Our tuktuk to Angkor Wat had been a one-way ride, so we had to carry on by foot. We walked north towards Angkor Thom, the biggest walled city of the Angkor area. It took us half an hour just to get to Angkor Thom’s moat bridge, flanked by stone demons carrying Naga, the seven-headed serpent, equally petrified. Later we found out that the reason a lot of these demons looked this well preserved was because the Cambodians had rounded up all the best-looking demons from around Angkor archaeological park and used them to replace the more battered original demons on this particular bridge. Tour guides obviously thought this was a good idea, as all tour buses pulled over and ejected crowds of snap-happy tourists onto the bridge. There was a portal in the city wall that ran along the inner side of the moat, and on this city wall we met a family of very unafraid chimps.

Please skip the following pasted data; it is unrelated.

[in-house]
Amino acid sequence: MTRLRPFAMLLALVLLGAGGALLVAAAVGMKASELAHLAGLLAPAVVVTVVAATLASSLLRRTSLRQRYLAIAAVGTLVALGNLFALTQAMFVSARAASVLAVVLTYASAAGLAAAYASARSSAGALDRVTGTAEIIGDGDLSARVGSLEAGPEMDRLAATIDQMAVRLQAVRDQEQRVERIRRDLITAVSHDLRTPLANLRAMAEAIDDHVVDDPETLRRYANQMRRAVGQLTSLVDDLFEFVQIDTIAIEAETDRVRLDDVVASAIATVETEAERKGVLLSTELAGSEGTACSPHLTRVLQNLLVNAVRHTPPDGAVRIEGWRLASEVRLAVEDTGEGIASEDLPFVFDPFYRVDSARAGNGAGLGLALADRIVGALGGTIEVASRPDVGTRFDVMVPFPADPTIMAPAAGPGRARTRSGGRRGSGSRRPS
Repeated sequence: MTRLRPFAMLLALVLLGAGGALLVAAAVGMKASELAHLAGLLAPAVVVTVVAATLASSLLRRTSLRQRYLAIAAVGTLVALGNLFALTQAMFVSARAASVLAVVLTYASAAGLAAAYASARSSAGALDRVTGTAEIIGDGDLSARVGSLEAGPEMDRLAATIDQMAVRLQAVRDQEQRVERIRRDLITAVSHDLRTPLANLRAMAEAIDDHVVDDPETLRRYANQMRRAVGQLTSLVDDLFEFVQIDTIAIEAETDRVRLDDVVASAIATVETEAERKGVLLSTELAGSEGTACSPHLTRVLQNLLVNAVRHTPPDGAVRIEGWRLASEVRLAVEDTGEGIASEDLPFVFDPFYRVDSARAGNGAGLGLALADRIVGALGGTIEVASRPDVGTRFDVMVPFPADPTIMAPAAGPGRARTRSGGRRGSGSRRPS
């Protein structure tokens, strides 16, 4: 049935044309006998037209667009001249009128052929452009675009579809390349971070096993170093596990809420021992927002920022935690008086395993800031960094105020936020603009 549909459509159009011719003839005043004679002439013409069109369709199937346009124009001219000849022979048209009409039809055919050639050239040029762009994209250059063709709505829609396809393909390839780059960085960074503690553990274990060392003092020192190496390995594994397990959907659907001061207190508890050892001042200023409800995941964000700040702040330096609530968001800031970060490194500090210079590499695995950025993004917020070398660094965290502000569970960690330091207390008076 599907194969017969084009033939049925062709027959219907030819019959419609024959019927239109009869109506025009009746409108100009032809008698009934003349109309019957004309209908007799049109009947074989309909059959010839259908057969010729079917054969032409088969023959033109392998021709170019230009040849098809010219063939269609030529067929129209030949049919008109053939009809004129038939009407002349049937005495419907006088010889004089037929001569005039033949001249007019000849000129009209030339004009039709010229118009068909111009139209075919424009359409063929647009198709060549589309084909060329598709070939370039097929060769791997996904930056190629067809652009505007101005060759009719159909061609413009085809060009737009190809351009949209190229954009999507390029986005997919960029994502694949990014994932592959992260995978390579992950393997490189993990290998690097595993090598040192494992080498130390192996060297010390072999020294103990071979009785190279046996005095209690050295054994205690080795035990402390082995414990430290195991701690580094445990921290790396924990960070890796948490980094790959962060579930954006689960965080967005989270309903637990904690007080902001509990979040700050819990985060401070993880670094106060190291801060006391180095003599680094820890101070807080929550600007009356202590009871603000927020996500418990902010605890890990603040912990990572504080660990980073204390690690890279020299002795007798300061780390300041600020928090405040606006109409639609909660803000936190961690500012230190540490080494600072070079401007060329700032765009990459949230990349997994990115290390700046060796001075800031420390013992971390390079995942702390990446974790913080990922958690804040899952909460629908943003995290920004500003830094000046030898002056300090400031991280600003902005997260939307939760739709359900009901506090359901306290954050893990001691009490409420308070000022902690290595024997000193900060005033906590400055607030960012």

A little way down the road was a stall that promptly supplied us with a plastic bag full of miniature bananas. The moment this bag changed hands, the ten or twenty chimps who were previously scattered around either side of the road minding their own business, got up and advanced determinedly towards Dave, who was just about able to tare bananas from the bunch fast enough to throw them at the nearest monkey all the while backing away at full speed, to prevent what horrible thing would no doubt had happened if the monkeys reached him from happening. The chimps caught the bananas in mid-flight, expertly skinned them and injected the flesh into their mouth all in one fluid motion, without stopping their advance. I in the meanwhile was charged with photographing what was meant to be a happy-clappy isn’t-this-cute slow and mellow monkey feeding session. Instead, I was scared and then it was over. Within seconds, the banana bunch had ran out and the monkeys dissipated as quickly as they’d come. We sighed relief.